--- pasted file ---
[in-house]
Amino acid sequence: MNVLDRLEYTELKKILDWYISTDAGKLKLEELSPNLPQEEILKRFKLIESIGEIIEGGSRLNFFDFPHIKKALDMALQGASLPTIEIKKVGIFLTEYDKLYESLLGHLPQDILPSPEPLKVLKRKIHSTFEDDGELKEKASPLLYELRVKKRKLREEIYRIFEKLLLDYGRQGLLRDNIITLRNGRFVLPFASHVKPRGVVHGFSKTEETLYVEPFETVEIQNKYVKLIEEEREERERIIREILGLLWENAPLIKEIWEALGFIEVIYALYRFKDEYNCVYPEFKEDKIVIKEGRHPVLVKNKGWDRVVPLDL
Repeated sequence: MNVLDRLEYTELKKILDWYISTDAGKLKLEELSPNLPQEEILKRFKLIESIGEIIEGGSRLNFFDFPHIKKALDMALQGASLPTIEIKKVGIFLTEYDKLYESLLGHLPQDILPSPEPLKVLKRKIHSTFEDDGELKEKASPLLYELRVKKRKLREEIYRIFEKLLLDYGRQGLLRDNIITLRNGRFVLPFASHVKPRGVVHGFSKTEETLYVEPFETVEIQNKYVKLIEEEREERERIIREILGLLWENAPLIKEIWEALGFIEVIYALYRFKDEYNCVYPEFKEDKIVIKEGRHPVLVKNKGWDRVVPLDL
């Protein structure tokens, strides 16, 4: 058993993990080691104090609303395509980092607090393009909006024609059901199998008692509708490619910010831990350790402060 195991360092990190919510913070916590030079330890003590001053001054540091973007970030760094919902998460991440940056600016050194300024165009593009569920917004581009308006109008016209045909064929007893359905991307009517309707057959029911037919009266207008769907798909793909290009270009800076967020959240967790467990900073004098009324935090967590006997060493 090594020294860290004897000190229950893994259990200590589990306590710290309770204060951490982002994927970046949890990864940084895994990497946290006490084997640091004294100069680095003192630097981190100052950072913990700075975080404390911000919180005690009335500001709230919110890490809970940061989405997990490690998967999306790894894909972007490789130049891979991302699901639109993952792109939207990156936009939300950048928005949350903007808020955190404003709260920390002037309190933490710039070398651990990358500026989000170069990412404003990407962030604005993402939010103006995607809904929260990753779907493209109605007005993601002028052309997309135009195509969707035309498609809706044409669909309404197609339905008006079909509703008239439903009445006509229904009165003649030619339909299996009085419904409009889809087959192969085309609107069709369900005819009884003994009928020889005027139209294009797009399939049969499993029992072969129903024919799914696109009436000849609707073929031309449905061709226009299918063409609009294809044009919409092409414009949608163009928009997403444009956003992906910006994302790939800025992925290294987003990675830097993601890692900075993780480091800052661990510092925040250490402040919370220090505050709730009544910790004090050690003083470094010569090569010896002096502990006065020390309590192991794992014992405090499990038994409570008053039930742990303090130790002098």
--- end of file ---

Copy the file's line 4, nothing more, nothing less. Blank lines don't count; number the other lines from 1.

């Protein structure tokens, strides 16, 4: 058993993990080691104090609303395509980092607090393009909006024609059901199998008692509708490619910010831990350790402060 195991360092990190919510913070916590030079330890003590001053001054540091973007970030760094919902998460991440940056600016050194300024165009593009569920917004581009308006109008016209045909064929007893359905991307009517309707057959029911037919009266207008769907798909793909290009270009800076967020959240967790467990900073004098009324935090967590006997060493 090594020294860290004897000190229950893994259990200590589990306590710290309770204060951490982002994927970046949890990864940084895994990497946290006490084997640091004294100069680095003192630097981190100052950072913990700075975080404390911000919180005690009335500001709230919110890490809970940061989405997990490690998967999306790894894909972007490789130049891979991302699901639109993952792109939207990156936009939300950048928005949350903007808020955190404003709260920390002037309190933490710039070398651990990358500026989000170069990412404003990407962030604005993402939010103006995607809904929260990753779907493209109605007005993601002028052309997309135009195509969707035309498609809706044409669909309404197609339905008006079909509703008239439903009445006509229904009165003649030619339909299996009085419904409009889809087959192969085309609107069709369900005819009884003994009928020889005027139209294009797009399939049969499993029992072969129903024919799914696109009436000849609707073929031309449905061709226009299918063409609009294809044009919409092409414009949608163009928009997403444009956003992906910006994302790939800025992925290294987003990675830097993601890692900075993780480091800052661990510092925040250490402040919370220090505050709730009544910790004090050690003083470094010569090569010896002096502990006065020390309590192991794992014992405090499990038994409570008053039930742990303090130790002098």